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Yeast starter
Yeast starter

Brewing a Belgian Dubbel V2

Previously in this series of articles on How to brew different Styles of Beer? we covered Brewing a Belgian Golden Strong Ale, this time the Beer Style comes from the ‘Trappist Ale’ category in the BJCP 2015 Guidelines and is the style of a Belgian Dubbel, which is in fact a re-brew of the recipe that came from Tomme Arthur in Brew Like a Monk.

Grains 1/2: Belgian Pilsner malt, White Wheat malt, Aromatic malt, Munich malt
Grains #1/2:
– Belgian Pilsner malt
– White Wheat malt
– Aromatic malt
– Munich malt

The reason for re-brewing this beer was in order to enter it into a couple of homebrew competitions including NHC (National Homebrew Competition) 2016.

For details on the background and style guidelines of this style please refer to my previous article on Brewing a Belgian Dubbel.

Ingredients & Recipe

As a reminder the BJCP 2015 Guidelines have the vital statistics of a Belgian Dubbel as follows:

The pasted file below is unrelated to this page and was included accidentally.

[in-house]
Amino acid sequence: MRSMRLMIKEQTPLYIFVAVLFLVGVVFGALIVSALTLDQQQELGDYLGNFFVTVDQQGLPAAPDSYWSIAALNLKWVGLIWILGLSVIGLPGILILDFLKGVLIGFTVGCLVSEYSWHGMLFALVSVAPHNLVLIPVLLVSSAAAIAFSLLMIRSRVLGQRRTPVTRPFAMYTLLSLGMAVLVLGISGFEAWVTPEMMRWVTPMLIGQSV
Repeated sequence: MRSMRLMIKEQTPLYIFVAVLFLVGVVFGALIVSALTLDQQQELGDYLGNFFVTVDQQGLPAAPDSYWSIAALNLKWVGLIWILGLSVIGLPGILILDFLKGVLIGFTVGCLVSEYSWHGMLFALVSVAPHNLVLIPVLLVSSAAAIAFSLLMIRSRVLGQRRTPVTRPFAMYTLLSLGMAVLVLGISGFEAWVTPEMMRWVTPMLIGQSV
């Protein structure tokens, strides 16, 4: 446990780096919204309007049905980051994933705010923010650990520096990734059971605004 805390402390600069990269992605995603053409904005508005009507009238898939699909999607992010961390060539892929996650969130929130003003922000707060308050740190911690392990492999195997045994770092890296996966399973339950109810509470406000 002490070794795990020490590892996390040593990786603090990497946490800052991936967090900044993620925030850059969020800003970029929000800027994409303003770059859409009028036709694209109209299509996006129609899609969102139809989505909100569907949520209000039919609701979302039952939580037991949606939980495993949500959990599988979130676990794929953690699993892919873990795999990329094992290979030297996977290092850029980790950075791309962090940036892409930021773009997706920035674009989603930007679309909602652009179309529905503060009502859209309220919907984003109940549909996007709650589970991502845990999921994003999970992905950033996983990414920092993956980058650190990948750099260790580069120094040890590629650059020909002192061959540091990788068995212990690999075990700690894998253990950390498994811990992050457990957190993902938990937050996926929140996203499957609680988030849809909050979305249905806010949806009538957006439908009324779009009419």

• Original Gravity (OG) = 1.062 – 1.075
  • Final Gravity (FG) = 1.008 – 1.018
  • Alcohol By Volume (ABV) = 6.0 – 7.6%
  • Bitterness (IBUs) = 15 – 25
  • Color (SRM) = 10 – 17
Grains #2/2: Victory malt, Caramunich malt, Honey malt, Special B malt
Grains #2/2:
– Victory malt
– Caramunich malt
– Honey malt
– Special B malt

According to the BJCP 2015 Guidelines the following are characteristic ingredients used in the brewing of a Belgian Dubbel:

  • Malts: Impression of complex grain bill, although traditional versions are typically Belgian Pils malt with caramelized sugar syrup or other unrefined sugars providing much of the character.
  • Hops: Saazer-type, English-type or Styrian Goldings hops commonly used.
  • Yeast: Belgian yeast strains prone to production of higher alcohols, esters, and phenolics are commonly used.
  • Water: Not specified.
  • Additions: No spices are traditionally used, although restrained use is allowable (background strength only).
Raw sugar
Raw sugar

The tweaked recipe used was as follows:

  • 8 Lb Belgian Pilsner malt
  • 1 Lb 2 oz White Wheat malt